• As soon as you get a new contact or business card, add the information to your address book. This way you won’t waste time later on looking for the contact's email address and other details when you need them.

  • Don’t add email addresses to your draft until you’ve written the body. This will prevent accidentally sending emails prematurely and having to waste time on the follow-up backtracking.

  • Resist the urge to reply when you're CC'd. If senders CC you on an email, chances are they only want you to be aware of a discussion; they don’t need a response from you. Unless you have a vested interest in sending a response, keep mum and save yourself some time.

  • Set up undo-sends. There will come a time when you accidentally send an email to the wrong person or group, or when you send an email when it’s not ready to be sent. If you’re using Gmail, set up the Undo Send lab, and the next time you say “Oops!”, you’ll be able to unsend it within a few seconds.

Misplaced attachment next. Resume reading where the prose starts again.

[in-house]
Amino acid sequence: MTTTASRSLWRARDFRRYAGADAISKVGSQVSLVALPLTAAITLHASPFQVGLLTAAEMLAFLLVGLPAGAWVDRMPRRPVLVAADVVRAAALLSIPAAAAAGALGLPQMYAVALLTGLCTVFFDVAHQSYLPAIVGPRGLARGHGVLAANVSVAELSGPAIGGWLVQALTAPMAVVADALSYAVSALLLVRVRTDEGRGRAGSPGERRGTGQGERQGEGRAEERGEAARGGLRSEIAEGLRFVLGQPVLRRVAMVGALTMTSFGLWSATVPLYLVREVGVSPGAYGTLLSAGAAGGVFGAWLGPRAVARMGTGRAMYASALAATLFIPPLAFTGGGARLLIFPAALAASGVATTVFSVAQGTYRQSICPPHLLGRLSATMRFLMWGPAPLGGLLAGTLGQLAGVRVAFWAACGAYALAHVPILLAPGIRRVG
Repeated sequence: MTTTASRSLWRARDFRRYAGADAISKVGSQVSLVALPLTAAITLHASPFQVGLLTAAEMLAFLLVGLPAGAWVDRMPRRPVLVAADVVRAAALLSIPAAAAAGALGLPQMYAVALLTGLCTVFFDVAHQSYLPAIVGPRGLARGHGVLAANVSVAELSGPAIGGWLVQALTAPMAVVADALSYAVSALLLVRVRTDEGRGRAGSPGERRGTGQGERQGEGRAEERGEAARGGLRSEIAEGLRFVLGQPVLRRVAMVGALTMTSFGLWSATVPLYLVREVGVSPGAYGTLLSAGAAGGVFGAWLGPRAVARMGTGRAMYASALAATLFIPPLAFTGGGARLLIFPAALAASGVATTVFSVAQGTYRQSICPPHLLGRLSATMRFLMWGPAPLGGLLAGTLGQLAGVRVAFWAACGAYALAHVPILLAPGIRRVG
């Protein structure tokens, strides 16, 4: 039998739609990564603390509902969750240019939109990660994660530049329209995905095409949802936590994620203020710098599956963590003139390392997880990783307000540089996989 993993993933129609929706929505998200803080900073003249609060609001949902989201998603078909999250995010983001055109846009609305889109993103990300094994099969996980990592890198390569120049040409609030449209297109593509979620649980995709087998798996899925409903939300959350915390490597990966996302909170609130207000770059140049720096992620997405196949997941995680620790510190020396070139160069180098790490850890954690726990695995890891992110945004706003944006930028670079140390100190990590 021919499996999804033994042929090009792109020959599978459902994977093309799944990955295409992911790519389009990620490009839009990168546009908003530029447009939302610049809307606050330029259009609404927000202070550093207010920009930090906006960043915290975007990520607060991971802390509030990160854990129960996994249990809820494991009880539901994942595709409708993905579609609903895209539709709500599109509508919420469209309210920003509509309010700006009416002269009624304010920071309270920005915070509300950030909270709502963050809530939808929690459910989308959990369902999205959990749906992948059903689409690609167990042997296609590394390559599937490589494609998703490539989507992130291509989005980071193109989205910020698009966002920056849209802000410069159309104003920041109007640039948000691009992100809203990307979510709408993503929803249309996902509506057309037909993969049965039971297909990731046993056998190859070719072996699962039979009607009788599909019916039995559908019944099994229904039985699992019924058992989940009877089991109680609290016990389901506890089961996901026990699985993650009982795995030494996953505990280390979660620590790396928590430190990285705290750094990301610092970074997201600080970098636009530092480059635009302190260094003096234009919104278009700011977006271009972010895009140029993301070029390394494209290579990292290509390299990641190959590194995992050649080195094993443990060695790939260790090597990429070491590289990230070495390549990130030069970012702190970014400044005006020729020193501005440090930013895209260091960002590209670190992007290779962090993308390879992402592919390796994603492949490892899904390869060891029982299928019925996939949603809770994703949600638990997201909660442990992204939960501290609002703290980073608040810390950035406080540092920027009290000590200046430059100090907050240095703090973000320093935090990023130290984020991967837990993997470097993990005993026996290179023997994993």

• If you use Gmail, create unique email addresses within one account for different purposes. This Gmail trick is super valuable if you give your email address out to multiple groups of people (clients, potential partners, networking contacts, etc.). Say, for instance, you want your Twitter followers to be able to contact you, but you don’t want to give them your real email address, just use a plus sign next to the @ in your Gmail address—i.e. MyDomaine+Twitter@Gmail.com—and then you can set up an auto-filter for any emails that come to that address to go into a different folder, rather than your main inbox.


Interested in learning more workplace productivity tips like this? Pick up a copy of organising expert Julie Morgenstern's book Never Check Email in the Morning ($14).

Any other email hacks to add to this list? Tell us in the comments.